I agree the future is the Green Left. However, the next electoral cycle is EPP monopoly and in Spain the PP just made it known that they oppose the EU's target of 30% carbon emission reductions and want to tone it down to just 20% "because the current economic conditions don't allow for more". Austerity will kill all.

Like the long term is green and the short term is blue, the medium term may well be brown:

In should be first stated that, although most economists are now agreed that full employment may be achieved by government spending, this was by no means the case even in the recent past.  Among the opposers of this doctrine there were (and still are) prominent so-called 'economic experts' closely connected with banking and industry.  This suggests that there is a political background in the opposition to the full employment doctrine, even though the arguments advanced are economic.  That is not to say that people who advance them do not believe in their economics, poor though this is.  But obstinate ignorance is usually a manifestation of underlying political motives.

There are, however, even more direct indications that a first-class political issue is at stake here.  In the great depression in the 1930s, big business consistently opposed experiments for increasing employment by government spending in all countries, except Nazi Germany.  This was to be clearly seen in the USA (opposition to the New Deal), in France (the Blum experiment), and in Germany before Hitler.  The attitude is not easy to explain.  Clearly, higher output and employment benefit not only workers but entrepreneurs as well, because the latter's profits rise.  And the policy of full employment outlined above does not encroach upon profits because it does not involve any additional taxation.  The entrepreneurs in the slump are longing for a boom; why do they not gladly accept the synthetic boom which the government is able to offer them?  It is this difficult and fascinating question with which we intend to deal in this article.

...

The dislike of government spending policy as such is overcome under fascism by the fact that the state machinery is under the direct control of a partnership of big business with fascism.  The necessity for the myth of 'sound finance', which served to prevent the government from offsetting a confidence crisis by spending, is removed.  In a democracy, one does not know what the next government will be like.  Under fascism there is no next government.

(Political Aspects of Full Employment by Michal Kalecki, 1943)

Economics is politics by other means
by Carrie (migeru at eurotrib dot com) on Wed Sep 21st, 2011 at 09:00:18 AM EST
[ Parent ]
Capitalists oppose Government spending because that helps everyone.  They are only interested in their own success, and paradoxically, that becomes much easier when everyone else is struggling. If you want cheap docile workers, promote policies which promote unemployment. If you want to increase market share, make it harder for your competitors and for new entrants to start up. Even a fool can run a successful business when there is no credit available for others to set up.

Established businesses have a relative competitive advantage when times are hard. The interests of individual capitalists are frequently at variance with the interests of capitalism as a whole. Capitalist praise competition and kill competitors. The US teaparty agenda is being driven by a few individual politically engaged capitalists. Buying a politician is remarkably cheap if that's part of your business model. In Europe it is the big banks.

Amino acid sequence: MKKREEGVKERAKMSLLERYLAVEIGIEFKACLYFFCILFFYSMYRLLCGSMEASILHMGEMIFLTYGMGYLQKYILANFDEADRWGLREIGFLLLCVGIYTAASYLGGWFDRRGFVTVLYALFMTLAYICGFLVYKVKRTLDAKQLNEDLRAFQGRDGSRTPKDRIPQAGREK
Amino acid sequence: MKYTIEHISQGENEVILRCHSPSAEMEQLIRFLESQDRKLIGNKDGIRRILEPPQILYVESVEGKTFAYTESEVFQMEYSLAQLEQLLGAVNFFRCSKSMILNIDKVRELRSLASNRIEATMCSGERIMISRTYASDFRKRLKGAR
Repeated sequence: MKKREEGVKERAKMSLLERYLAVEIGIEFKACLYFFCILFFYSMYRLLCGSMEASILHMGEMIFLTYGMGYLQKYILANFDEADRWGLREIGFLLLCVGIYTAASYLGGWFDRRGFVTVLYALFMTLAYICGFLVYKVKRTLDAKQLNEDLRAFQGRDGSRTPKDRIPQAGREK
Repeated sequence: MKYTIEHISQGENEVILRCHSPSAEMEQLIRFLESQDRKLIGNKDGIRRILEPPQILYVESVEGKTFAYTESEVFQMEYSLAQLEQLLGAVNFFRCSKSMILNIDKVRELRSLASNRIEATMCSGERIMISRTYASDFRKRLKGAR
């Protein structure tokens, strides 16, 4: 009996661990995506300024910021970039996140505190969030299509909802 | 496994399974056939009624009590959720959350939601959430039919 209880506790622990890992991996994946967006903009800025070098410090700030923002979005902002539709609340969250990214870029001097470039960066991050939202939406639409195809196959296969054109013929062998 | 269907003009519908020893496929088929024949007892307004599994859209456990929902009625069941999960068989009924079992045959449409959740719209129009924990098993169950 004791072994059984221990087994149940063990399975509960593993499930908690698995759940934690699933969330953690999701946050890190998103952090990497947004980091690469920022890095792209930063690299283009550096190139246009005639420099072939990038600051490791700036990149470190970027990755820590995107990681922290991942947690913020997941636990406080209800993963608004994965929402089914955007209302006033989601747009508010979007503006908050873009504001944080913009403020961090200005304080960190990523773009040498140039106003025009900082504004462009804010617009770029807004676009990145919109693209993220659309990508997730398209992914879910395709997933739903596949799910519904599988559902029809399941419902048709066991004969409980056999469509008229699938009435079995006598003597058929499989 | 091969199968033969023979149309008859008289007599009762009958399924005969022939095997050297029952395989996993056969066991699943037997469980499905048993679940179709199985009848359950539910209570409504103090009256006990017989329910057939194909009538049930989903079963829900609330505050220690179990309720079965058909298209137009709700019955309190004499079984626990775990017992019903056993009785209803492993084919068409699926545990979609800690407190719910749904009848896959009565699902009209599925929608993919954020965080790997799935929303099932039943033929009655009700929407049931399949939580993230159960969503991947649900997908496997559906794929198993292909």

Without a strong state capitalism has no means of addressing its collective best interests and ends up destroying itself.

Index of Frank's Diaries

by Frank Schnittger (mail Frankschnittger at hot male dotty communists) on Wed Sep 21st, 2011 at 09:28:34 AM EST
[ Parent ]
Migeru:
I agree the future is the Green Left. However, the next electoral cycle is EPP monopoly and in Spain the PP just made it known that they oppose the EU's target of 30% carbon emission reductions and want to tone it down to just 20% "because the current economic conditions don't allow for more". Austerity will kill all.

Sweden has reduced more then its share, and the state has CO2 emission certificates to spare. In order to prepare for a coming economic downturn, these will be sold. Cause having less CO2 is not economic prudent or something.

Sweden's finest (and perhaps only) collaborative, leftist e-newspaper Synapze.se

by A swedish kind of death on Wed Sep 21st, 2011 at 10:16:01 AM EST
[ Parent ]
"Clearly, higher output and employment benefit not only workers but entrepreneurs as well, because the latter's profits rise."

Prove it. I don't think it's clear at all. Specify your underlying axioms. I think one of them is rational profiteers.

Align culture with our nature. Ot else!

by ormondotvos (ormond.otvosnospamgmialcon) on Wed Sep 21st, 2011 at 09:57:44 PM EST
[ Parent ]
The difference between the Europe we have and the one we want being to wide, it is hard to see a way. Maybe it will help to scetch how we think the near future of the EU will unfold, and then we can perhaps see the possibilities.

If I start I do not think the EU will unravel even if the euro does. Neither do I think members abandoning the euro will be forced out. I see no new treaty in my crystal ball, european integration will unravel a bit but hold in general.

Schengen will probably last in principle, but with increasing exceptions. I note that there is already a pre-crisis history of limiting the movement of leftish elements in the run-up to big summits.